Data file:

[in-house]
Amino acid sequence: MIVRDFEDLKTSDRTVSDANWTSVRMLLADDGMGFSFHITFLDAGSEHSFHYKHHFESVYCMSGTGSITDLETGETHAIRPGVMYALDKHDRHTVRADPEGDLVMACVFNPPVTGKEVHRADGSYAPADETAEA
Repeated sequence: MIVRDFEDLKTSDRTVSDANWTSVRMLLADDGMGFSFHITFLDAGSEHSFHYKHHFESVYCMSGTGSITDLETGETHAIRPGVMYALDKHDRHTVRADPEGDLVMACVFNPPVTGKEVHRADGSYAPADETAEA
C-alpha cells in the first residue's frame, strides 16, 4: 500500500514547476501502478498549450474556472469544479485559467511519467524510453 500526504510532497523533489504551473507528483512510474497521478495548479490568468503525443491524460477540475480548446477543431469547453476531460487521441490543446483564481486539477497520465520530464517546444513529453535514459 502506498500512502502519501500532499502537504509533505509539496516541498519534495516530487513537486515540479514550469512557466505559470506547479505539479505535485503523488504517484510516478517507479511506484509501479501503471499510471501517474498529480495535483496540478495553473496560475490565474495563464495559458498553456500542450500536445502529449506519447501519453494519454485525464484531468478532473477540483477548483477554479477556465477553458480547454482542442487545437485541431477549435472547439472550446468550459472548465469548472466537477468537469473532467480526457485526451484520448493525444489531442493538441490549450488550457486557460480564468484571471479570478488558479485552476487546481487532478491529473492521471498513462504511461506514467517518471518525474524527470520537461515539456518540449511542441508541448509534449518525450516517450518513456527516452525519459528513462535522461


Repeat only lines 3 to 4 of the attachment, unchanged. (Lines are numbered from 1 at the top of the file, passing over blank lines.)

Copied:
Repeated sequence: MIVRDFEDLKTSDRTVSDANWTSVRMLLADDGMGFSFHITFLDAGSEHSFHYKHHFESVYCMSGTGSITDLETGETHAIRPGVMYALDKHDRHTVRADPEGDLVMACVFNPPVTGKEVHRADGSYAPADETAEA
C-alpha cells in the first residue's frame, strides 16, 4: 500500500514547476501502478498549450474556472469544479485559467511519467524510453 500526504510532497523533489504551473507528483512510474497521478495548479490568468503525443491524460477540475480548446477543431469547453476531460487521441490543446483564481486539477497520465520530464517546444513529453535514459 502506498500512502502519501500532499502537504509533505509539496516541498519534495516530487513537486515540479514550469512557466505559470506547479505539479505535485503523488504517484510516478517507479511506484509501479501503471499510471501517474498529480495535483496540478495553473496560475490565474495563464495559458498553456500542450500536445502529449506519447501519453494519454485525464484531468478532473477540483477548483477554479477556465477553458480547454482542442487545437485541431477549435472547439472550446468550459472548465469548472466537477468537469473532467480526457485526451484520448493525444489531442493538441490549450488550457486557460480564468484571471479570478488558479485552476487546481487532478491529473492521471498513462504511461506514467517518471518525474524527470520537461515539456518540449511542441508541448509534449518525450516517450518513456527516452525519459528513462535522461